This summer, with its grey, cool, rainy days may not be the best time to be a holidaymaker in the UK. But according to new research by IPSE, it’s also not a great time to be a freelancer.

 

Confidence at a New Low

IPSE’s Confidence Index for Q2 2017 showed that freelance confidence as at an all-time low since their records began.Summer’s High… And Freelance Confidence is Low

Only 19% of freelancers felt confident about their business performance over the next 12 months and 52% said their confidence has decreased.

When asked about the top factors lowering business performance, government regulation relating to hiring freelancers was identified as a factor by 81%. 81% also identified government fiscal policies relating to freelancing as a factor, while 59% felt the outcome of the EU referendum was a major factor.

Two-thirds of freelancers also expressed grave concerns about the wider economy with 69 percent of respondents predicting a major slowdown in the economy. The three-month economic confidence index score is now down to its second-lowest level since the all-time low it hit post-EU referendum.

 

The Cost of Doing Business

92% of freelancers also said they expect their business costs to increase over the next year. Only 4% expected business costs to fall.

While freelancers’ average quarterly earnings have grown by 3.6% since Q1 and their day rates seem to be holding strong, 55% of respondents say they expect those rates to drop over the next 12 months. Freelancers are currently working for 83% of their time, down just slightly from Q1’s figure of 85%.

Suneeta Johal, IPSE Head of Research, Education and Training, said: “Freelancers attribute their loss of confidence to the economic pressure from Brexit and the negative consequences of government policy relating to the regulation and taxation of freelance work. This can be linked to the roll-out of changes to the taxation of freelancers working in the public sector.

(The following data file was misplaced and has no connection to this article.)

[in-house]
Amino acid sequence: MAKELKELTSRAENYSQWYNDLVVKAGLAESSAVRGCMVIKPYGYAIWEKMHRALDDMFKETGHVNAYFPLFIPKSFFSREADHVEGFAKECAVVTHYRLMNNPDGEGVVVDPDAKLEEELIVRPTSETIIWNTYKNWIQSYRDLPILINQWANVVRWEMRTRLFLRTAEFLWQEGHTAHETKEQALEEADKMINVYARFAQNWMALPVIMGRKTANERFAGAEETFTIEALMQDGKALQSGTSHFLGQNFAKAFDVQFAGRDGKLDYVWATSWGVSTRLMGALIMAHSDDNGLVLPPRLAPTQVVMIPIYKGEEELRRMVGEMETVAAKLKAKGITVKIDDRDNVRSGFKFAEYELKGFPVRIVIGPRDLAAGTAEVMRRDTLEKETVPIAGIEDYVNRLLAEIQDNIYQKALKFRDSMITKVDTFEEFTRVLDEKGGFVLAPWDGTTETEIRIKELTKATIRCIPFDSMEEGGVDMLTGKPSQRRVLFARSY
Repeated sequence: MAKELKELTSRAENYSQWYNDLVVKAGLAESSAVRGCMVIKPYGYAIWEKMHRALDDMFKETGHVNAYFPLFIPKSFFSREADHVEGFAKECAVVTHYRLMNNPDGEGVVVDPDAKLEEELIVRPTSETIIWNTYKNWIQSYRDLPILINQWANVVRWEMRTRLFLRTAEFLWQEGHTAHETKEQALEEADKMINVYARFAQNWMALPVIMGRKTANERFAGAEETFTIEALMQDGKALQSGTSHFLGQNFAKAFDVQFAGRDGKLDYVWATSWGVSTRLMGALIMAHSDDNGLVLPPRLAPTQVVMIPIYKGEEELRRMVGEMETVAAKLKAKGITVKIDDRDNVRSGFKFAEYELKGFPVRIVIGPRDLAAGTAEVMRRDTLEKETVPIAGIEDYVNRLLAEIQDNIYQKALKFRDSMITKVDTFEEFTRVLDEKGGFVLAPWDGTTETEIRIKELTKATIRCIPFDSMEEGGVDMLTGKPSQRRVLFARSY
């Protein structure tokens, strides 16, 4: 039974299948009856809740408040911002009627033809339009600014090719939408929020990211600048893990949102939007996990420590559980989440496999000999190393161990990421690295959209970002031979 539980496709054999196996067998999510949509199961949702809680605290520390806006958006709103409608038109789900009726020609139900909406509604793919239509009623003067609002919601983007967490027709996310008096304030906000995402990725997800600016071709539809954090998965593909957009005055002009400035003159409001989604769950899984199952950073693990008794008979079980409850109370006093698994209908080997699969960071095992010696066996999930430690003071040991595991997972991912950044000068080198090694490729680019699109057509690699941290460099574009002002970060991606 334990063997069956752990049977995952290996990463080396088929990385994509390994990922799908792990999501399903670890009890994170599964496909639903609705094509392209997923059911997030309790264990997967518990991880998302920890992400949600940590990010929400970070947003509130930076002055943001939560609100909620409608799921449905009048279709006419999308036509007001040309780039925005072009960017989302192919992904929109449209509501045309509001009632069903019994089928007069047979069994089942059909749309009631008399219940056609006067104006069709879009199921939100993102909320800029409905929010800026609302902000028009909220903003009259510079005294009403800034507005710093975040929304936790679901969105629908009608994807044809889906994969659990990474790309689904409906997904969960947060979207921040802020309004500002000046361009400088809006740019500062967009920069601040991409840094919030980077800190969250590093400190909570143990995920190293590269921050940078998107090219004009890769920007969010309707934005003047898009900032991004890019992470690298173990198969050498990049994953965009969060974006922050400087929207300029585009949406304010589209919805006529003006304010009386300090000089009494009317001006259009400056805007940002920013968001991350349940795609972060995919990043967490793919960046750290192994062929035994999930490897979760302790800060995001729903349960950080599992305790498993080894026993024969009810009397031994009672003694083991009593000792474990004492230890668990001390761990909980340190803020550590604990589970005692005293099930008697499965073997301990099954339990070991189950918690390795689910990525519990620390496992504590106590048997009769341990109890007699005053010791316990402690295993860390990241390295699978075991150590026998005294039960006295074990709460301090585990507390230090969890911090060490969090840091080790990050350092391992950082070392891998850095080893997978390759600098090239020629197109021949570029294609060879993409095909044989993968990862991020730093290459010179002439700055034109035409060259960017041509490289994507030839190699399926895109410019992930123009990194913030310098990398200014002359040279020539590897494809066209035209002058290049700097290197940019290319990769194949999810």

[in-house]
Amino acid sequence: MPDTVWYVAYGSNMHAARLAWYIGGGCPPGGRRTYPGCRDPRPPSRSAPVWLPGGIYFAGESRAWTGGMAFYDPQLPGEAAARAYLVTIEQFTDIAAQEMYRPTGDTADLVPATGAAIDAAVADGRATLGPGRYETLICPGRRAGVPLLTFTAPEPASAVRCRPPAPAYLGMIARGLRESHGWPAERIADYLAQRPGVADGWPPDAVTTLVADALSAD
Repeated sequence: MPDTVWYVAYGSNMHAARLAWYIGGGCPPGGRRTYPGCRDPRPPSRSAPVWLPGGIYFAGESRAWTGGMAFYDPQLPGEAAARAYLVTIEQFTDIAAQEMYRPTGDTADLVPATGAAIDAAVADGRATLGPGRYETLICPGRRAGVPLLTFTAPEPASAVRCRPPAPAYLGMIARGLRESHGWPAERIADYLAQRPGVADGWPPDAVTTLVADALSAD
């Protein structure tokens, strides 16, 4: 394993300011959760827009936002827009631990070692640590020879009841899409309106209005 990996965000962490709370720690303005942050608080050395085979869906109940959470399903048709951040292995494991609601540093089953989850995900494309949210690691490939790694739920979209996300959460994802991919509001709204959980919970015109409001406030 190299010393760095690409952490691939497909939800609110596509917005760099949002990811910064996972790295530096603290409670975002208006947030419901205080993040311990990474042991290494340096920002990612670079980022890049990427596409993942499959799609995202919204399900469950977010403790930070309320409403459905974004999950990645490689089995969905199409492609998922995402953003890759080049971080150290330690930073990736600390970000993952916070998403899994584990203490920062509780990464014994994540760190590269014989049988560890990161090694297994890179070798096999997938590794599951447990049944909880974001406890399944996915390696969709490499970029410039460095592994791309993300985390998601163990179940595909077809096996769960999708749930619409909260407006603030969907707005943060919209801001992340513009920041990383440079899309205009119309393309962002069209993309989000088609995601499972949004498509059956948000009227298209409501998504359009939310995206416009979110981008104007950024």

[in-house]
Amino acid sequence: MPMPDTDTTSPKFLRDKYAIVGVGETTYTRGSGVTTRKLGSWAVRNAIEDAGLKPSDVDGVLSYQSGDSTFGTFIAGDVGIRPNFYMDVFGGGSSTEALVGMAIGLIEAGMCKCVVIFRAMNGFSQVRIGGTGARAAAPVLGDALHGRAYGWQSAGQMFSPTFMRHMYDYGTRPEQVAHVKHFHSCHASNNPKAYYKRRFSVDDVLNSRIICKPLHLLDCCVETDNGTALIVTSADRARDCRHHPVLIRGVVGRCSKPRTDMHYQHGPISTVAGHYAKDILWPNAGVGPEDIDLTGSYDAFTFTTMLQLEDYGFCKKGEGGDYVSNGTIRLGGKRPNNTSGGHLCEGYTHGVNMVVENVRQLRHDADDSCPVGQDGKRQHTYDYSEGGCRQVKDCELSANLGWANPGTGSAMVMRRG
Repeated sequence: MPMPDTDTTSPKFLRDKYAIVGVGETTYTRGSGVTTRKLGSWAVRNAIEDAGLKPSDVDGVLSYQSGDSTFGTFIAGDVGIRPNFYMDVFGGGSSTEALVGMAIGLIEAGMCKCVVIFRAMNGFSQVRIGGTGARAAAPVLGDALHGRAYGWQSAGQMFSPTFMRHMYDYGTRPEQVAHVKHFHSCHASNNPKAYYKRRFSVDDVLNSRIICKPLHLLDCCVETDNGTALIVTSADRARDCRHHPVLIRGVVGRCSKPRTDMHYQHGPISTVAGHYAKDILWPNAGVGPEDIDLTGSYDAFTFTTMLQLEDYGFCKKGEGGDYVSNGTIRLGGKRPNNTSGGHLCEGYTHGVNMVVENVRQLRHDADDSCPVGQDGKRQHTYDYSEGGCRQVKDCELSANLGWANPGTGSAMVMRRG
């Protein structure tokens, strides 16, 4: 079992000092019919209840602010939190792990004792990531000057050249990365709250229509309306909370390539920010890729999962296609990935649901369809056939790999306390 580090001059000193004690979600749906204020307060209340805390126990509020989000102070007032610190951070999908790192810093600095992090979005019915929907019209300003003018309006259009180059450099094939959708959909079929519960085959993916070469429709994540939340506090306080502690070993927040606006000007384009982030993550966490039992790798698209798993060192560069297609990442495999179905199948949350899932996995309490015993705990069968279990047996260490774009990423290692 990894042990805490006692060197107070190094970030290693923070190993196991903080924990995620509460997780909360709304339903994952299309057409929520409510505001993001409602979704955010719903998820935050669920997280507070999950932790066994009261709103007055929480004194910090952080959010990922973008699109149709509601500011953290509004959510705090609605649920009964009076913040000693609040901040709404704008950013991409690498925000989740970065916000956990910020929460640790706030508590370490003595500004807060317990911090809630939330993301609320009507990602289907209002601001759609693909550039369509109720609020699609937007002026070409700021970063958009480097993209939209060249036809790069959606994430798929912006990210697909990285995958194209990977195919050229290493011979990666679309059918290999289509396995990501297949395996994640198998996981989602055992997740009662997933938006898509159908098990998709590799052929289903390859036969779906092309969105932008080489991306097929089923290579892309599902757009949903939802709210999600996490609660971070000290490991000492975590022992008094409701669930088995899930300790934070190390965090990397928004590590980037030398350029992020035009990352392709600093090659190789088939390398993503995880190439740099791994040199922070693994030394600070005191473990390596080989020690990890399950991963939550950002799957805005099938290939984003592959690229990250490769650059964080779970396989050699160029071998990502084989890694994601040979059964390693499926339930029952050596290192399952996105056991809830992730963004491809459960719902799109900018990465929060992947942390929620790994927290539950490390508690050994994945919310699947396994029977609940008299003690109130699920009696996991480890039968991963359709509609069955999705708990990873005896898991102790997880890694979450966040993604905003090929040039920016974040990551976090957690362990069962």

“The good news is that these negative drivers are all within the control of the government and, if addressed, could and should help alleviate concerns. Successful Brexit negotiations and reassuring freelancers of their tax status would go some way to increase their waning confidence.”

 

‘Freelancers Have Never Been Convinced’

The report seems to confirm that freelancers’ fears for their business success in a Brexit-threatened and post-Brexit economy, voiced in previous IPSE reports, were well-founded.

Professor Andrew Burke, Dean of Trinity Business School, Dublin, and Chair of the Centre for Research on Self-Employment, co-authored the report. He said: “Freelancers have never been convinced that the UK economy would avoid any major negative consequences from Brexit. That view is now held more widely than ever. Freelancers accurately predicted the slowdown of the economy in 2017, therefore their rapidly dwindling confidence in the UK economy over the next 12 months is somewhat alarming.

“The managerial, professional and technology-based freelancers in this survey are in a position to observe the early indicators of a slowing economy as they are typically contracted on projects involving business growth, innovation, technological change and entrepreneurship. They are clearly observing their business clients scaling down plans for firm growth and innovation. These findings are very concerning indeed.”